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Wales' verdict on a rookie midfield consisting of two 20-year-olds

(Photo by David Rogers/Getty Images)

Wales’ fledgling midfield combination of Mason Grady and Joe Hawkins has been given a ringing endorsement as the Guinness Six Nations nears its conclusion. The 20-year-old centres – Grady is 10 weeks older than his partner – have put down World Cup selection markers through encouraging displays during a Six Nations campaign that has often seen Wales struggle for highlights.


Defeats against Ireland, Scotland and England were at least followed by a morale-boosting away victory over Italy. While life is not about to get any easier – an appointment with free-scoring France in Paris on Saturday is next for Wales – Grady and Hawkins are flourishing.

Wales head coach Warren Gatland names his line-up on Thursday to face Les Bleus, with both players in the frame to start a third successive game together, although Gatland will also undoubtedly consider the midfield merits of Nick Tompkins and George North.

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Wales’ selected centres are set to feature opposite the revered French midfield pair of Gael Fickou and Jonathan Danty after they caused England immeasurable grief in Les Bleus’ 53-10 triumph at Twickenham last weekend. “They [Grady and Hawkins] have been brilliant,” Wales assistant coach and attack specialist Alex King said.

“It is not easy, international rugby, and for two 20-year-olds to go in against England and then Italy, they have learned a huge amount already. They are going to form the nucleus of a midfield for Wales going forward.


“Fickou and Danty are probably the best combination in the world at the moment. Both sides of the ball they are physical, skilful, fast and powerful. If you are a young player playing against them, it is great to be able to put a marker down to see where you are against world-class opposition.”

For King, Saturday’s encounter at Stade de France will be a case of friends reunited. France team manager Raphael Ibanez is a former Wasps teammate of King’s, while Les Bleus’ defence guru Shaun Edwards coached at Wasps when King was the fly-half.


“Obviously, Shaun is their defence coach, Raphael Ibanez I played with at Wasps, and Fabien Galthie (head coach) is one of the great thinkers in French rugby,” King added. “It is all sort of coming to the boil at the right time, with a home World Cup just around the corner and probably the greatest French performance ever at Twickenham on Saturday.

“I played under Shaun when I was at Wasps. He is a great man, Shaun, he is very special to me in my life and my rugby career. It is funny how life pans out – I am (Wales’) attack coach against his defence. We will see what happens on Saturday. Since the last World Cup, France have basically given time to the young generation of players.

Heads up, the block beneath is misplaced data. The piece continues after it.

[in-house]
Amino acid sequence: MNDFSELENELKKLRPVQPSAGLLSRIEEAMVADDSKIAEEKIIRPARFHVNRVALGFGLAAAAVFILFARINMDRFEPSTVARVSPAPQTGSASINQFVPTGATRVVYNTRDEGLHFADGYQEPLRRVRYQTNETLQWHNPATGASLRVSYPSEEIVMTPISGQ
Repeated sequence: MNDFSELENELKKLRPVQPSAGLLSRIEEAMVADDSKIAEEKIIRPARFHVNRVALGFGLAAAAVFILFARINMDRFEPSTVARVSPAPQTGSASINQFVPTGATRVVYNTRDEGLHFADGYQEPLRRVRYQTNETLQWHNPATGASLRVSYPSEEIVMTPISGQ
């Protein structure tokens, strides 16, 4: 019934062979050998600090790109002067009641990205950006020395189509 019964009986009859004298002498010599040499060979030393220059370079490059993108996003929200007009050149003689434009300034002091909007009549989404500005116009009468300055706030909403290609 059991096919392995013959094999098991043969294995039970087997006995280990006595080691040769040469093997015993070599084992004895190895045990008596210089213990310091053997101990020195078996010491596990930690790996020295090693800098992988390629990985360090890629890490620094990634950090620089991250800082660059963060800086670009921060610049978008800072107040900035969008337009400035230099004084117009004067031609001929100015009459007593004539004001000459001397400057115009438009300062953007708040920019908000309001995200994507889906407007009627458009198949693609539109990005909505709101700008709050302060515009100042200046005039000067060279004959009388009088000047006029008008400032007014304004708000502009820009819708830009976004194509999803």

“The U20s have been very successful at Junior World Cups over the last four or five years. Those players have come through now and they are reaping the benefits. A lot of that team is in the mid-20s in terms of age and they have got 30-40 caps. We understand the challenge ahead, but he boys are going to rip into it, I really do.”


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Jon 39 minutes ago
Buoyant England travel to New Zealand full of hope but are they walking into an All Blacks ambush?

> New head coach Scott Robertson has kept only forwards coach Jason Ryan and conditioning coach Nic Gill from the previous regime *and so there is little institutional knowledge inherent in the new team.* Shows you what the English know about sport. Isn’t just fantastic that the best rugby team, or brand, on the planet has three brothers playing together? One a bull, the other a dancer, and last a .. boxer? Looks like a boxer bless him. > But Robertson has been working to fix that issue, with senior players and coaches having been regularly meeting to work out how they will operate together both on and off the field to ensure there is strong decision-making and a deep understanding of how the team wants to play. Have they? I would suggest then it is not a case of fixing things, that is not what Razor does. Razor will evolve the relationship between player and coach into a more symbiotic relationship. This wont be a coach that shouts down at his players theyre not doing good enough. I can imagine one of the first key areas he will be implementing is the respective leadership for each coaching group. Tight five, Loosies, Halves, Centers, and Back Three, will each have their own leadership team and an agile approach to the playing group relaying what they believe is happening on the training paddock, and in games. It will be a very big step to get everyone involved, able, and thinking about contributing to that process, but I believe a very beneficial one if successful. > England may have their best chance to win in 21 years, but they may also be walking into an ambush – *about to be hit* by a young, gifted, supremely physical and athletic All Blacks team coached by a man who has made every post a winner so far in his career and has this uncanny knack of getting the best out of people. Or, by a group hurting from not getting over the line and proving to everyone they are the best in the world, full of experience and cohesion, grit and motivation. You only need to look at someone like Patrick Tuipulotu to see someone with a fire under his belly from missing out on the last RWC due to injury, and having lost to this opposition in the previous one. It will be very interesting to see how this ‘Razor’ plays it. Does he stick with the traditional and protect the time honored All Black values of commitment, or does he evolve and pick the best players to win the Rugby Championship - and by association this test series - like Akira Ioane?

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